The two sat for what seemed like hours, staring at each other, unwilling to surrender what they each felt was rightfully theirs.
Last weekend, Gloria and I went to Dallas to attend a friend’s wedding. We didn’t know anyone there except the couple, but that detail quickly lost significance as we witnessed a beautiful ceremony, celebrated our friend’s marriage and met new friends. The welcoming and glitzy reception, complete with the wining and dining one would except in this part of Dallas, didn’t hurt either – a mac and cheese bar, medium rare steaks, salmon with miso sauce. I obviously paid more attention to the food. My wife really enjoyed the tiered flower arrangements.
The wedding festivities came and went quickly as they always do. Life returned to its regular fall rhythm for me, Gloria and the other wedding guests. The next morning, my family and I went to church. We heard a great sermon on forgiveness. Soon after, we made our way to the mall. It was back-to-school and Labor Day shopping weekend. I really should have known better. All too familiar with shopping in these suburbs I grew up in, I turned into the parking lot and immediately started zig-zagging in search for a spot. Several minutes passed in this mundane routine when finally, a car reversed out, giving me access to one of the most coveted spots: a covered garage parking space, only one row away from the entrance of the mall. I parked and took my place among the lucky and suddenly elite shoppers that day.
But another unfolding scene had captured my attention, temporarily squelching the excitement I normally would have had at my luck. One row over, two cars sat still, facing each other. A truck and a mid-sized sedan, both partially in-process of parking in the same space, both refusing to surrender to the other. The drivers sat and glared at each other, reticent, angry and convinced. I guess the promise of elite status can produce behavior such as this. My brother, Gloria and I walked into the mall.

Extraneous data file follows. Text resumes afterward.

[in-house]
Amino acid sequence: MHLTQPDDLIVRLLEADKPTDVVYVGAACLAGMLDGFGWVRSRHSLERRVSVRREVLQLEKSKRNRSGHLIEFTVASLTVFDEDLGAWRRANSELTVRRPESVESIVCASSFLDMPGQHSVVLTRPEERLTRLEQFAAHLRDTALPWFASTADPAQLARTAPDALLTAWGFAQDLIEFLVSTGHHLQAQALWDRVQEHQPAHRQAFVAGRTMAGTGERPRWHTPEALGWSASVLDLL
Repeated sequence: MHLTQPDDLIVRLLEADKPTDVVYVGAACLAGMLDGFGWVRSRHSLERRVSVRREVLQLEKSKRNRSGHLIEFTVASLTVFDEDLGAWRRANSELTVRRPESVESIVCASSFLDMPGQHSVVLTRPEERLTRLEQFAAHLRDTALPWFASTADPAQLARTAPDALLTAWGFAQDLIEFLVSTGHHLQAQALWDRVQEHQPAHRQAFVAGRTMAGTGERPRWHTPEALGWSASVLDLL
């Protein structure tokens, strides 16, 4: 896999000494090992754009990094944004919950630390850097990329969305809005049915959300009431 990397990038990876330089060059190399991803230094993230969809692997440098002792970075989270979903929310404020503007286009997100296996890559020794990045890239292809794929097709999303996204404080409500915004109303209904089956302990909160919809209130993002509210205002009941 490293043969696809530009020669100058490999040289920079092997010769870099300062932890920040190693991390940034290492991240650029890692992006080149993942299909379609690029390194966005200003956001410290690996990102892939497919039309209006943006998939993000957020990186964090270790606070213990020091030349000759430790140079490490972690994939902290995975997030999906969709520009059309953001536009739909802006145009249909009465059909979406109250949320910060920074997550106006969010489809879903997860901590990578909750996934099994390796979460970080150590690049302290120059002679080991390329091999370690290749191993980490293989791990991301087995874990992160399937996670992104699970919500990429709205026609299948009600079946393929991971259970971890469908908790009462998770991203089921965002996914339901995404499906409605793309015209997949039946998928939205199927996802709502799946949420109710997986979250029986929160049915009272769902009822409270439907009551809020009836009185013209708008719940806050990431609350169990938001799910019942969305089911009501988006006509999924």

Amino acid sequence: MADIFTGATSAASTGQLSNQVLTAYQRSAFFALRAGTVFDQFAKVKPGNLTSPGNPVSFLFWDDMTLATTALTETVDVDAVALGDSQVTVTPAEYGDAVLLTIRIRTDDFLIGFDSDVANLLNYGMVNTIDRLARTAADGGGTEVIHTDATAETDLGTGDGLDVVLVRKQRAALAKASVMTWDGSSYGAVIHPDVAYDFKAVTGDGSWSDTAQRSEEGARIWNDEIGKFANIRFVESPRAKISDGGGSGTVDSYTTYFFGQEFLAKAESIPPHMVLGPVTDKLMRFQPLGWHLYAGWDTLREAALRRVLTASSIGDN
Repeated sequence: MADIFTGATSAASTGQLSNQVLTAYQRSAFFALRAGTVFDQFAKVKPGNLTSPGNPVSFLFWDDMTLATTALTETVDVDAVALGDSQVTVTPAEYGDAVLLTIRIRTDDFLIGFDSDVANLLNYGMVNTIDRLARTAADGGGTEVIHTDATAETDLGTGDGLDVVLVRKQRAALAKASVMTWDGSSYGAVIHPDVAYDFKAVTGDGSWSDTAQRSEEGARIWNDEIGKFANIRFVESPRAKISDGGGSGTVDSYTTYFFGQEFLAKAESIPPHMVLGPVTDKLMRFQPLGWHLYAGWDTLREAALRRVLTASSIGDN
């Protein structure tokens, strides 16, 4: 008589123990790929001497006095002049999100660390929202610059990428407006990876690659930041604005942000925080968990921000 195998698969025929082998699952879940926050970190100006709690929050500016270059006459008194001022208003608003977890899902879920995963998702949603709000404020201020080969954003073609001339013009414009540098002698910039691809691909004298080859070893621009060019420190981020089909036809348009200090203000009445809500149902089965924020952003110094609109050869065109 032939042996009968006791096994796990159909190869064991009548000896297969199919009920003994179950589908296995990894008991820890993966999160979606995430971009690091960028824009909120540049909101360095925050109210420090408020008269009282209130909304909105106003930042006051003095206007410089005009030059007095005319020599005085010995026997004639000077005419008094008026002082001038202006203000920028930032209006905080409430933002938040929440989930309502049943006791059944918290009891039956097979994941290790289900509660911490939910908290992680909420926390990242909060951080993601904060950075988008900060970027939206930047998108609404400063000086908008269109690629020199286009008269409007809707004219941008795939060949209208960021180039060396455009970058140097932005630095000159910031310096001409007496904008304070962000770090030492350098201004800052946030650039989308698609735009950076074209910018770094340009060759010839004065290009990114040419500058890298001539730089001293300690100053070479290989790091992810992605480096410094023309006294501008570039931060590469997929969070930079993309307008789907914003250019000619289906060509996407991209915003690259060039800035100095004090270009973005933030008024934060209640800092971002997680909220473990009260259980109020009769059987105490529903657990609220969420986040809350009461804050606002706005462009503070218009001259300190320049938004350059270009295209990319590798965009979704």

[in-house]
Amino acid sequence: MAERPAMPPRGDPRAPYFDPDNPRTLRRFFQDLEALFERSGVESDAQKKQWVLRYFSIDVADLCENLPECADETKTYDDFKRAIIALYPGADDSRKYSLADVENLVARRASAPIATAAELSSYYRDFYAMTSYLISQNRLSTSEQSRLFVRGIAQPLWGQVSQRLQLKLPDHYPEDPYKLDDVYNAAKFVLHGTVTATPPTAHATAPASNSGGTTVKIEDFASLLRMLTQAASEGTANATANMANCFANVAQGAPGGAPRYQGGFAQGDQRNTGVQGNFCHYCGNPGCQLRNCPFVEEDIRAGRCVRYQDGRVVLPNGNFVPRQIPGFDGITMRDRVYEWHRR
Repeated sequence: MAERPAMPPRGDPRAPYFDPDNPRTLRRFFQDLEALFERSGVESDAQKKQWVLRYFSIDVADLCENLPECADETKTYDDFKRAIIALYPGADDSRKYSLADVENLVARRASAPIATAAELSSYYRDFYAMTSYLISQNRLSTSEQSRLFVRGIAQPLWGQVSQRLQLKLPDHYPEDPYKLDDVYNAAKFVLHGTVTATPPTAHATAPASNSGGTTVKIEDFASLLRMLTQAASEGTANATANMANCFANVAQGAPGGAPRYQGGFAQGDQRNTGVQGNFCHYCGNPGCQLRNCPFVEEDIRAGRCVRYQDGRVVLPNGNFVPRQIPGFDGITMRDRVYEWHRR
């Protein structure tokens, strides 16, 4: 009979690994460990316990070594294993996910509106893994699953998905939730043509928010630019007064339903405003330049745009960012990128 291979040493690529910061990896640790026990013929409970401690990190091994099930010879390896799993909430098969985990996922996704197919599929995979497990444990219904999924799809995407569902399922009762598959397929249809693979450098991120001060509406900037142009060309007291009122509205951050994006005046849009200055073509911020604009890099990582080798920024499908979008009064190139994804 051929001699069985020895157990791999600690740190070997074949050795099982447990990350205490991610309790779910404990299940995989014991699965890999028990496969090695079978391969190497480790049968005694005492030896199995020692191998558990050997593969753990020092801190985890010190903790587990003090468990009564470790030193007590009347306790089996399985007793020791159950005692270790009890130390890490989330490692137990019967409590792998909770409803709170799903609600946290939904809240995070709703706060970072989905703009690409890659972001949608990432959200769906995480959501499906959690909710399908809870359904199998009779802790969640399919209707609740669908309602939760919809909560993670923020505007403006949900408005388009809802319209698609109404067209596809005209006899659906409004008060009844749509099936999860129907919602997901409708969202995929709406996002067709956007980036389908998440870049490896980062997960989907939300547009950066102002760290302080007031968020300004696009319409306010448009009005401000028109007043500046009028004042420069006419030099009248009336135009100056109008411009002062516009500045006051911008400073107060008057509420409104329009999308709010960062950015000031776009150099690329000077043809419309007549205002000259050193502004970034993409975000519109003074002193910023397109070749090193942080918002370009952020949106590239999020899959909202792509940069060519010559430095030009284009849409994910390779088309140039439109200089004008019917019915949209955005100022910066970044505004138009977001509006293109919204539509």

5 minutes later, I still couldn’t shake the image of these cars and individuals from my mind. I wondered – are they still sitting there? Being a nosy Asian, I walked back. Gloria imagined, “I bet you what happened is that both of them didn’t get it! It’s like Solomon and that baby.” We passed through the double doors and were hit by a wall of summer heat waiting for us outside. A few feet in front of us, security guards were beginning to leave the scene. Like a clairvoyant, Gloria was right. The spot was empty, and both cars were asked to leave.
This remains the one and only time that I have ever seen two people so committed to a parking spot – it was rightfully their own, not someone else’s. You might have just painted both of their names on the concrete.
Then it occurred to me – I’m really no different. How often have I looked at someone else’s stuff and wanted them for myself – new cars, higher paychecks, a cool yard. How often have I tried to fight for a parking spot, making sure that my signal is flashing for all to see – that’s mine! Growing up and reading stuff like Le Petit Prince, you never think that you’ll be those guys. You want to stay the wise child, untainted by consumerism, greed, covetousness, mindless busyness. But one day, you start seeing those very things emerge from inside of you, oozing out like bacteria that’s been trapped underneath your skin.
But praise God for the Gospel. In Christ, our damaged humanity is healed. In Christ, we come to recognize that all things belong to Him, “for every animal of the forest is mine, and the cattle on a thousand hills.” (Ps. 50:10). In Christ, we are the children of God, entrusted as stewards to bless others with what we may “have,” for all things are His. In Christ, we can rest secure and cease striving for the next thing. What freedom and what joy is ours when we know God as Creator, Sustainer and Giver of all good things.
Now, I just need to remember that I don’t own the roads or the parking lots at Costco.